Even when they arent the ones putting the puck in the net, the defensemen will be key to the teams goal scoring.

Every good offensive play, Thrashers general manager Don Waddell said, starts in your own zone with that first pass.

New additions

The theory that you can revamp an offense by adding defensemen and setting them loose to join the rush could meet a stiff test. There is no obvious replacement for Hossa, who had 26 goals in 60 games before the trade to Pittsburgh. None of the newcomers scored more than 13 NHL goals last season.

The most notable new forward is Jason Williams, who will play the right wing opposite Kovalchuk on the No. 1 line. Williams scored 21 goals for Detroit three seasons ago but hasnt had a similarly productive season before or since. He was excellent last season when he was on the ice for Chicago but missed 39 NHL games due to injury, 35 of them after surgery for a sports hernia.

Hes 28, on a one-year contract and as eager to show what he can do as the Thrashers are to find another goal scorer.

Weve got very good chemistry already, and he is a great person, Kovalchuk said. Its good to play not just with good hockey players but with good people, too.

The other forward acquisitions are likely to have lesser impacts on the offense. Free-agent signee Marty Reasoner is a penalty-killing center who has never scored more than 11 goals in any of his nine NHL seasons. If you see free-agent signee Mike Hoffmans fists in the air, theyre less likely to be celebrating a goal than punching an opponent.

The next Hossa?

Anderson says the Thrashers can succeed without finding another Hossa, if multiple players chip in with 20- to 25-goal seasons and if the defensemen score. Hes looking for breakthrough seasons from Erik Christensen and Colby Armstrong, who came from Pittsburgh in the Hossa deal. Hes also counting on more goals from veteran center Todd White, who had back-to-back 20-or-more-goal seasons for Ottawa in 2001-02 and 2002-03.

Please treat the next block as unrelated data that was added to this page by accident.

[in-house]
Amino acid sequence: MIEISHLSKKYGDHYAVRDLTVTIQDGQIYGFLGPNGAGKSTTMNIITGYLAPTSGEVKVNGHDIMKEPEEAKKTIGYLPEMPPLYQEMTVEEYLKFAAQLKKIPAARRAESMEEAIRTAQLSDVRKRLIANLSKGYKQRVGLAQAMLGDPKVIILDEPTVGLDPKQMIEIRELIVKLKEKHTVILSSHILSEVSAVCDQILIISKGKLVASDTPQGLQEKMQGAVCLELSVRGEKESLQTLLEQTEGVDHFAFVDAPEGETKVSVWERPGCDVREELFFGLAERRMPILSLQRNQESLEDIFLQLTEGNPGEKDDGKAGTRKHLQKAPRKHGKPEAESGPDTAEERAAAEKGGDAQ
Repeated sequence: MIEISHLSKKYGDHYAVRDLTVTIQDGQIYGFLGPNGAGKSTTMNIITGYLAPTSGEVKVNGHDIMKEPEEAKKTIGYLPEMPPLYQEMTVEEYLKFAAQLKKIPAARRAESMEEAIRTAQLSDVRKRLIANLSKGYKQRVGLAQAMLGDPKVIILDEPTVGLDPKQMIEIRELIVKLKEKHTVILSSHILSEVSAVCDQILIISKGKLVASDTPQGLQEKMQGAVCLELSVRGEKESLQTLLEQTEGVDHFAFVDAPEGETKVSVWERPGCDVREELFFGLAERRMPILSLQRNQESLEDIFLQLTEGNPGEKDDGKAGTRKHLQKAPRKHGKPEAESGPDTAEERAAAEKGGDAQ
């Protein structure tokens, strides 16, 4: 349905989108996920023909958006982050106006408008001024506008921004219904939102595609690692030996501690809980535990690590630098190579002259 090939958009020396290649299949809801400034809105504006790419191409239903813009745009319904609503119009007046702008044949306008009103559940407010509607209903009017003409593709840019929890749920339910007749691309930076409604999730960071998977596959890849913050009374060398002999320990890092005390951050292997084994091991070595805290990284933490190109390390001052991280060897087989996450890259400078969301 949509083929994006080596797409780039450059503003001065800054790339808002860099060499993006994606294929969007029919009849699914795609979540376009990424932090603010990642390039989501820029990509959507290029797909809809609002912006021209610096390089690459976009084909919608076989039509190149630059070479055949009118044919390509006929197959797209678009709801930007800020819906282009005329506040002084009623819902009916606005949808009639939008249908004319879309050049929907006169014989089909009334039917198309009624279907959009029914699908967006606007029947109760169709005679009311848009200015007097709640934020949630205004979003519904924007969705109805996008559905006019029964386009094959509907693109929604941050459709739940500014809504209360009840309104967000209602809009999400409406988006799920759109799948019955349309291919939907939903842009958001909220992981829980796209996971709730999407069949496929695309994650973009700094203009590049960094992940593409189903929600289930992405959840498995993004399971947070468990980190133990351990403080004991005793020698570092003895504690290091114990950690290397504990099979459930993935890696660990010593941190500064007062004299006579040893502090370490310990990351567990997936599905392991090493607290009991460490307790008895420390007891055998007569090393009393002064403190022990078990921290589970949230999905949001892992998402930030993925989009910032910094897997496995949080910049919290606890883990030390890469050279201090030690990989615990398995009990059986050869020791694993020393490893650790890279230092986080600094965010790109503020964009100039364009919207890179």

Kovalchuk welcomes scoring from anyone in a Thrashers sweater.

We need to play for each other, he said. Its not a big deal whos scoring. Its about getting two points [in the standings] each night.

Kovalchuk said hes willing to do whatever Anderson needs him to do to help the team win. One change will come on the power play, where Kovalchuk will now play down low at times.

He passes very well, Anderson said. People dont know this about Ilya. Hes a very good passer of the puck, with good eyesight. We can add more goals not just from his stick but certainly from his stick to somebody elses stick.

Kovalchuk has two seasons left on his contract. The Thrashers cant start negotiating an extension with him until July 1, 2009. The first overall pick of the 2001 draft has never played for another NHL organization, but if he chooses he can be a free agent in 2010.

Kovalchuk isnt ready to talk about what the Thrashers need to do to keep his Bentley or his Benz parked in the team lot.

Two years is a long time, he said. Theres a lot of work in front of me. I never think up front. I just want to think about the Thrashers. I love it here. I love the city. Im here.


Kovalchuk had a conversation with the referee Saturday after getting called for diving.

I told him I never dive, Kovalchuk said. Ive never done it before, and I never did it. I just lost my balance. But hes the ref, and its his call.

I know him. He seems like a good guy.

Kovalchuk has no goals through two games, but he has two assists and his team has three points in the standings.

For me, its not the best games, but the team is doing well, he said. Were playing together. Everybody, were battling. We got three points out of four. Its better than last year.

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"¨ " @ c 1997